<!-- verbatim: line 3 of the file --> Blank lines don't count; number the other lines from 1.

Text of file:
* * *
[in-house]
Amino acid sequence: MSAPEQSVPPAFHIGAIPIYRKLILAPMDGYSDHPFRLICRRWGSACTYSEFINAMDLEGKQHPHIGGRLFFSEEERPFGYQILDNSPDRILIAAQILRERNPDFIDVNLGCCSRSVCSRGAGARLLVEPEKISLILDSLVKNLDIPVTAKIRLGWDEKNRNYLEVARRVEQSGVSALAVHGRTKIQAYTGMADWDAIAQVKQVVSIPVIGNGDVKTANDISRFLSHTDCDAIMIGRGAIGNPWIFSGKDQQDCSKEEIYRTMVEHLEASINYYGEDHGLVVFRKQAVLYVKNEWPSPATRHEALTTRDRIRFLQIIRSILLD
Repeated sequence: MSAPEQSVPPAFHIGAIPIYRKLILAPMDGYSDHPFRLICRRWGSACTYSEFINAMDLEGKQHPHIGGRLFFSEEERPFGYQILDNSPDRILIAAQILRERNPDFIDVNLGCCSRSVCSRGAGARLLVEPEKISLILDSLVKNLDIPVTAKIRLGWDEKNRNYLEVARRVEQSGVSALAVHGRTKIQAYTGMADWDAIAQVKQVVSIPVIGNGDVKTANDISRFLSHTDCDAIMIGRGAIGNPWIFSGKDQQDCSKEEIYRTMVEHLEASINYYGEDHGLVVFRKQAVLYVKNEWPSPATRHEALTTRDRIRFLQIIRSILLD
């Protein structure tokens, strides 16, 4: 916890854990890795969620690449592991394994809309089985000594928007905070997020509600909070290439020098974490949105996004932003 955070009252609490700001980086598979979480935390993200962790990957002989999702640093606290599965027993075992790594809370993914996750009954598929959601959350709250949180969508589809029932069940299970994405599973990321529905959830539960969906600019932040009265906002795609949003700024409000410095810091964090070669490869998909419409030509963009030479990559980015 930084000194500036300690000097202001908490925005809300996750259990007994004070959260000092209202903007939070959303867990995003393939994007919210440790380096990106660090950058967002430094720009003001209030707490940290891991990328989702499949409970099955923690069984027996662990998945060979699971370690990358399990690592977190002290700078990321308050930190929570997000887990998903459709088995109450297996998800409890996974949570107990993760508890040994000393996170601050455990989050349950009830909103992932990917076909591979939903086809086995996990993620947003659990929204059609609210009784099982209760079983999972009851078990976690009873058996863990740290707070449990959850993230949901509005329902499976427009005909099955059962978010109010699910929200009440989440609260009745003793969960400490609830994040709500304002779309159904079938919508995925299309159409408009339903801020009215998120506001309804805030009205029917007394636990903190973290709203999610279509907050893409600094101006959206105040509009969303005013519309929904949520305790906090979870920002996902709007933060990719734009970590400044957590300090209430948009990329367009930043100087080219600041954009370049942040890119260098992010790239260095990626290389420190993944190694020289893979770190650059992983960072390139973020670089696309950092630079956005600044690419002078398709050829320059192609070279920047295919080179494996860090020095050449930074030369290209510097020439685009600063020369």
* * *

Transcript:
Repeated sequence: MSAPEQSVPPAFHIGAIPIYRKLILAPMDGYSDHPFRLICRRWGSACTYSEFINAMDLEGKQHPHIGGRLFFSEEERPFGYQILDNSPDRILIAAQILRERNPDFIDVNLGCCSRSVCSRGAGARLLVEPEKISLILDSLVKNLDIPVTAKIRLGWDEKNRNYLEVARRVEQSGVSALAVHGRTKIQAYTGMADWDAIAQVKQVVSIPVIGNGDVKTANDISRFLSHTDCDAIMIGRGAIGNPWIFSGKDQQDCSKEEIYRTMVEHLEASINYYGEDHGLVVFRKQAVLYVKNEWPSPATRHEALTTRDRIRFLQIIRSILLD